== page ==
- Scaling according to demand is easier and faster as you can deploy multiple containers on a single server or a VM.
Disadvantages of Containers
- Security is a major concern with containers. Because the containers share the kernel of the host operating system, a security threat in one container can compromise the entire system.
- Large enterprise-scale applications can result in hundreds of containers or more, which can quickly become a challenge to manage effectively.
- Containers lack operating system flexibility. Containers running on the same computer must use the same operating system as the host computer.
Advantages of Virtual Machines
- As the first generation virtualization technology, virtual machines have had a lot of time to develop and are now a stable technology.
- Virtual machines offer superior security. They don’t share an OS so there’s a strong isolation that limits the spread of malware.
- VMs also offer a flexibility advantage as different operating systems can run on the same host computer.
Disadvantages of Virtual Machines
- Since each virtual machine includes a guest operating system plus the hardware to support the OS, virtual machines are quite heavy in size and resource intensive. They require substantial computing resources such as processing power.
- They also take their sweet time to load, as the process involves booting multiple operating systems.
- Due to the sheer size of VMs and the resources they require, they are not as flexible as containers. Shipping VMs to and from the cloud to traditional data centers isn’t as easy as it’s with containers.
Benefits of Containers and Virtual Machines
- In terms of objectives, both technologies increase the portability of an application. The application becomes a self-contained unit that can run anywhere.
- They promote efficient use of computing resources, which keeps hardware and energy costs low. Instead of acquiring new hardware and computing resources, you can maximize the utilization of the available computing power.
- They improve scalability as each component of an application can be scaled up or down in response to demand.
- They simplify the work of system administrators and other IT professionals by centralizing administrative tasks.
When To Use Containers vs. Virtual Machines
Thanks to their versatility and resource efficiency, containers are seeing widespread adoption by SMEs as well as big companies.
But this doesn’t mean Docker will swallow up virtual machines. There are situations where VMs make more sense.
Taking into account the pros and cons of both containers and virtual machines, have ideal use cases as follows:
Ideal Use Cases for Containers
- Containers are the perfect for microservice architectures where each component of the application runs independently from the other components.
- Containerized applications provide the portability and flexibility multi-cloud deployments require.
- Containers can speed up the development, testing, and deployment of applications. This makes them compatible with DevOps practices such as continuous integration and continuous deployment (CI/CD).
Uses of Virtual Machines
- Virtual machines, on the other hand, are ideal for:
- Running multiple applications on multiple servers
- Running applications that require a fully fledged operating system
- When managing a range of operating systems
- When you have a wide variety of operating systems to manage
- VMs also win where security is a top priority. With each VM enjoying hardware level abstraction, it’s not easy for security threats to crash the whole system.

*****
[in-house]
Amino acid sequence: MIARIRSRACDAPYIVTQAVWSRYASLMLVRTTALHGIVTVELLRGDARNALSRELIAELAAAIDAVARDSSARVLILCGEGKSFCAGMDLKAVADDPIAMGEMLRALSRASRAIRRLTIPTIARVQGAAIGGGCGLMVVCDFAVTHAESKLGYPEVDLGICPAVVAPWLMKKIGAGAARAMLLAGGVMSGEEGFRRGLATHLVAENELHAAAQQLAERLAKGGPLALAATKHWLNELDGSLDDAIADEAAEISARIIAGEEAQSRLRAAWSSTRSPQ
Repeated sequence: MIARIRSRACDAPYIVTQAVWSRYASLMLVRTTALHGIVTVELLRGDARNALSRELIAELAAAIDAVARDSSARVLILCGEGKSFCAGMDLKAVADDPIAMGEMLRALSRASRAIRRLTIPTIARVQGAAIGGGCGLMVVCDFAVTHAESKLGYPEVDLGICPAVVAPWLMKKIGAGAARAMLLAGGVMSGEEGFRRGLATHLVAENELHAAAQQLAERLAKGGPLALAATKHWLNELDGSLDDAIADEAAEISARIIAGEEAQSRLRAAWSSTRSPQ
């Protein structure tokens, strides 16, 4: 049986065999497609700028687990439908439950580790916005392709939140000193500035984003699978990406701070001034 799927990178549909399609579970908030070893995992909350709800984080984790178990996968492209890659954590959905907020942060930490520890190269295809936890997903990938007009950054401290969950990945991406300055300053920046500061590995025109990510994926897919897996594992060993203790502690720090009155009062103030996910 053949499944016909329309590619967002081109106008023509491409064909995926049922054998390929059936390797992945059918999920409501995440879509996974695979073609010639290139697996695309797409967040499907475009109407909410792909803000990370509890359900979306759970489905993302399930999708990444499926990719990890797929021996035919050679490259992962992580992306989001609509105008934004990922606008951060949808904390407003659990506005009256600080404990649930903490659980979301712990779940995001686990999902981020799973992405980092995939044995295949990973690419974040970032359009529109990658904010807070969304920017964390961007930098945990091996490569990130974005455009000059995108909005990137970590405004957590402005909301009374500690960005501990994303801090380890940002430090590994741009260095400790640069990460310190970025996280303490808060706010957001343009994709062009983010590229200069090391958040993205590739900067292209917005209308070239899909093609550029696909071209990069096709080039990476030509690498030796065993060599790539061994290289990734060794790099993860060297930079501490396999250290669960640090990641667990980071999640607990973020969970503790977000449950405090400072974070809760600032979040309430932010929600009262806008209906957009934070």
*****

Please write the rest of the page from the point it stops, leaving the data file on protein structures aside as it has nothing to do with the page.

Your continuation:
Recommended Learning Resources for Containers and Virtualization
Hopefully, this beginners guide has helped you understand the basics of containers and virtualization. But there’s a lot more to containerization and virtualization.
Below are some excellent courses and books to give you a deeper understanding of these practices and technologies and equip yourself with the skills to apply in real life projects.
Docker for the Absolute Beginner
Designed with beginners in mind, Docker for the Absolute Beginner
is one of the best courses to learn the basic concepts of Docker.
Easy to understand explanations will help you grasp the concepts fast while demos and coding exercises will ensure the concepts will stick.
Overall, the course will give you a solid foundation in containerization and prepare you for more advanced learning.
Docker Deep Dive: Zero to Docker in a single book
Docker Deep Dive offers an excellent introduction to Docker.
Written by a Docker Captain, it simplifies Docker and brings it to life with attractive color illustrations.
In fact, BookAuthority rates it as “the number 1 all-time best book on Docker”.
Pluralsight Grow your virtualization skills Course
The Pluralsight Grow Your Virtualization Skills course will equip you with in-demand virtualization skills.
Learn how to use the top virtual machine software like VMware vSphere, Microsoft Hyper-v, Citrix XenDesktop, and other virtualization solutions.
What better way to learn virtualization skills than by building your own virtual machine. Virtualization Essentials takes a hands-on approach to give you a core understanding of virtualization and how it works.
Clear explanations will help you understand the concepts while putting the skills you gain into practice to build your very own virtual machine will equip you with practical skills you can apply in the workplace.
To Wrap Up
Just as the practice of shipping physical containers revolutionized the global logistics industry, the software container is a game changing invention in software development, testing, and deployment.
Understanding contains vs virtual machines and being able to add them to your skills set can make you a more attractive candidate and help you land the role of your dreams.
Mike is the creator of Go With Code and a coder at heart 🙂